Kabukibu! – Preview
Original Air Dates: April 5th, 2017 – ???
Synopsis: Kurogo is a high school first year who loves Kabuki, a traditional Japanese performing arts. Unfortunately upon starting the high school year, he discovers there’s no Kabuki club! Kurogo and his best friend, Tonbo set out to form a Kabuki Club by themselves. But first, they’ll have to hunt down a few extra members.
1st Episode Review (Warning: Some Spoilers to Follow):
Tom: Kabukibu! is not great to look at. The first thing that pops out at you is the washed out visuals, the simplistic character art that lacks defining detail in many shots and generally unimpressive animation for character movement.
Linny: It doesn’t help that the main theme of the show is Kabuki, an art form that’s considered antiquated and might not be very popular among the Westen audiences either. It’s an art form that could struggle to find new western fans as it’s slow and grandiose that uses prose and feels stilted unlike Rakugo, which managed to churn out an extremely popular series recently aka Showa Genroku Rakugo Shinju by being an entertaining art form in and of itself.
Tom: Kabuki isn’t exactly a big western phenomenon, heck I’m not sure it’s really big in Japan anymore either. This is going to be a niche show no matter what as its entire premise hinges on your interest in Kabuki and the series makes little effort to ease you into the topic if you aren’t already a die-hard fan. But this isn’t aided by the show’s incredibly weak writing. The series has a ‘unique’ premise, or focus, as I can’t immediately think of another Kabuki focused anime in the past five years. But the show chooses to take that unique idea and present it in the most standard, played out way possible with cliche dialogue and plot progression you’ll have seen in near every other club based anime.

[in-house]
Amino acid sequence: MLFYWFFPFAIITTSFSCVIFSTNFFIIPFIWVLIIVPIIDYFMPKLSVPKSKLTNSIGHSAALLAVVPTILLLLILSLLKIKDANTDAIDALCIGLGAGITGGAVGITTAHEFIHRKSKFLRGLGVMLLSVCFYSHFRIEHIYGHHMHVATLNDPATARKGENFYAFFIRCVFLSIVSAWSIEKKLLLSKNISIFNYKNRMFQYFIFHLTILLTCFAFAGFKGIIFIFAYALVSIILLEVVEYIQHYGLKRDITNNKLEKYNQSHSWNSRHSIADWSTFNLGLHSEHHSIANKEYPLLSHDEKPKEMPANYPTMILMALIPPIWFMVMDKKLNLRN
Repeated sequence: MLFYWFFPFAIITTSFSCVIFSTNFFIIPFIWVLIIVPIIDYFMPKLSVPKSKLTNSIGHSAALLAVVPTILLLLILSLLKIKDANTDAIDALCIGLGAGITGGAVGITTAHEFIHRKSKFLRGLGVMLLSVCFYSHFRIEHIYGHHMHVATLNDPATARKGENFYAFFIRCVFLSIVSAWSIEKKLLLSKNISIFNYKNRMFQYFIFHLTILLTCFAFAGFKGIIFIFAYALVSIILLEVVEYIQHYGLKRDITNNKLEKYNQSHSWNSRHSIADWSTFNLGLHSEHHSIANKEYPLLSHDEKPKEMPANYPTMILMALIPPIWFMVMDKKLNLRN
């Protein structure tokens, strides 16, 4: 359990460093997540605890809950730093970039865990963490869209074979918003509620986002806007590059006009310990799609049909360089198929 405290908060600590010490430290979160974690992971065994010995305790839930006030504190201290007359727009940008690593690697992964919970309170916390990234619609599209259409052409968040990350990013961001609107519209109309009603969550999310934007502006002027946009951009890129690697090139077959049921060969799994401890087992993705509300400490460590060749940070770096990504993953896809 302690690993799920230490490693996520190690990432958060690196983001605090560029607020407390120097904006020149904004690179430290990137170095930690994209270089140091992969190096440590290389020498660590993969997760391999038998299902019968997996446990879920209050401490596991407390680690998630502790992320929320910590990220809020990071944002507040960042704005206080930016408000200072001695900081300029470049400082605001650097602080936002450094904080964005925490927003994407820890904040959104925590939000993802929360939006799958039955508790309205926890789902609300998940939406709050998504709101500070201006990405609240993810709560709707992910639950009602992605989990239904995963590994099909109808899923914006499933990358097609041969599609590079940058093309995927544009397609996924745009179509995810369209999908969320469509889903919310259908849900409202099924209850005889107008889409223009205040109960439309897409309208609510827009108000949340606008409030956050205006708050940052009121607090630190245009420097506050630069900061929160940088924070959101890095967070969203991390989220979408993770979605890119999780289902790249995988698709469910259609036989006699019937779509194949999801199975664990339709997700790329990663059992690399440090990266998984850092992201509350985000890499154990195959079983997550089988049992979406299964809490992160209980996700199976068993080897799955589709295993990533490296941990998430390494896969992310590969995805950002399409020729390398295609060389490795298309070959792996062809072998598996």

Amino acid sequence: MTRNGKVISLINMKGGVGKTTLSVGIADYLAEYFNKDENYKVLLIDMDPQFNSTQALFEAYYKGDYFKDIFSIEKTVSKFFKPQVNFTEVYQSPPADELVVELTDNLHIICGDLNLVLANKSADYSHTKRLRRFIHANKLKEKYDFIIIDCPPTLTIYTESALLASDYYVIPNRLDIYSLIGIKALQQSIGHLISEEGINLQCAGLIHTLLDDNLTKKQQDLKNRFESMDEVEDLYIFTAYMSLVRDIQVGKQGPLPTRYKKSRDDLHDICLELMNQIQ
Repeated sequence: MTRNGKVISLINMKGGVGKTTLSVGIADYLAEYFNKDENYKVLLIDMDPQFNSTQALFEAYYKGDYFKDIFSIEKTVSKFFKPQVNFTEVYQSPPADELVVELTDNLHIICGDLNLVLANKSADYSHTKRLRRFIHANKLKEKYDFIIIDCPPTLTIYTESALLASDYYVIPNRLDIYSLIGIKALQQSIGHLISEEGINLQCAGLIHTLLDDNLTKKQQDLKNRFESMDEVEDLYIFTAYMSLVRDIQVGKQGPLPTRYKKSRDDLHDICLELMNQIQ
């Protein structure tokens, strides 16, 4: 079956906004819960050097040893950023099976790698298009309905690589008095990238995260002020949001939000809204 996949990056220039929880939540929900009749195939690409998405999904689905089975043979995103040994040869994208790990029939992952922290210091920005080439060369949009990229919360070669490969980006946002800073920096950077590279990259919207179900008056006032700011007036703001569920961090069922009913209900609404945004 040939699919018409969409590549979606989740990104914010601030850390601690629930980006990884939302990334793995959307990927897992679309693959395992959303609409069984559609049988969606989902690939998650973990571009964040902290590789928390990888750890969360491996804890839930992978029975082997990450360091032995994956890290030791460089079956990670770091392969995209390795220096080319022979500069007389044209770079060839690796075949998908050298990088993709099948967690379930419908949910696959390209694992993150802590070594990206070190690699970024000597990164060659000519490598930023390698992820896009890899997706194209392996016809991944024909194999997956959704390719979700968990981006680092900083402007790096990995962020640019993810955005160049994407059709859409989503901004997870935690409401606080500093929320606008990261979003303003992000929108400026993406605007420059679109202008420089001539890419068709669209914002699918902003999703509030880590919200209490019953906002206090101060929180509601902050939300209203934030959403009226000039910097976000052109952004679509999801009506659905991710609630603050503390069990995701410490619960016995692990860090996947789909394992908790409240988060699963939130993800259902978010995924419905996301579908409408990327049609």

Linny: If you are already interested in Kabuki, or you can focus and enjoy the character study/drama, you might be won over by Kabukibu’s earnest protagonist, Kurogo who’s so sincere and devoted to the art form and his quest to form a club to appreciate it alongside him. He’s cheerful and determined and doesn’t let rejections defeat him, all while aided by his quiet and intelligent best friend, Tonbo.
Tom: Kurogo is okay, and at least he’s gung-ho about Kabuki, making him a more compelling lead than say, the emotionless robots of Sagrada Reset. We briefly get introduced to the rest of the club’s potential members, all who exhibit a disinterest in Kabuki from the get go, but you know will ultimately come around in the next couple episodes. None of them are particularly memorable and tend to fall into general club member stereotypes. Although I will say I enjoyed the introduction to Akutsu Shin, a wannabe rockstar lead singer who’s vocals are so badly performed thanks to the talent of Shin’s VA Oosaka Ryouta. Oosaka really manages to sell Akutsu Shin as one of the worst singers I’ve ever heard, making for a solid cringey comedic sequence.
Linny: Though not memorable, the episode does try to make sure that they all come off as a mixed bag. From the talentless wannabe rocker, to the popular and friendly Kaoru. Since so much of the episode is spent on Kurogo and Tonbo running around trying to recruit them, very little time is actually ever spent helping us really get to know each character and maybe the following episodes might help all these future club members really come into their own.
Tom: Kabukibu! is hindered by bland writing, boring/off-putting visuals and remains closeted by focusing on such a niche subject like Kabuki. With better production values and writing, I could imagine a version of this that lends itself to far greater and wider appeal. As it is now, Kabukibu! is best left to fans of the performance art and those intensely curious about this particular aspect of Japanese culture.
Linny: If you aren’t already intrigued by the idea of a show based around a love for Kabuki or by Kabuki itself, there isn’t that much to win over the average and casual western anime viewer. The content matter at heart is so particular and specific coupled with how the show just throws you into the midst of it, it isn’t exactly friendly or approachable for newcomers either. Sadly, based on the first episode alone, it’s hard to believe Kabukibu could win a huge following, though it might still have a shot with those interested in watching a bunch of bishonen high school boys dress up and perform an antiquated Japanese art form.
Kabukibu! is available for streaming via Amazon’s Anime Strike Channel.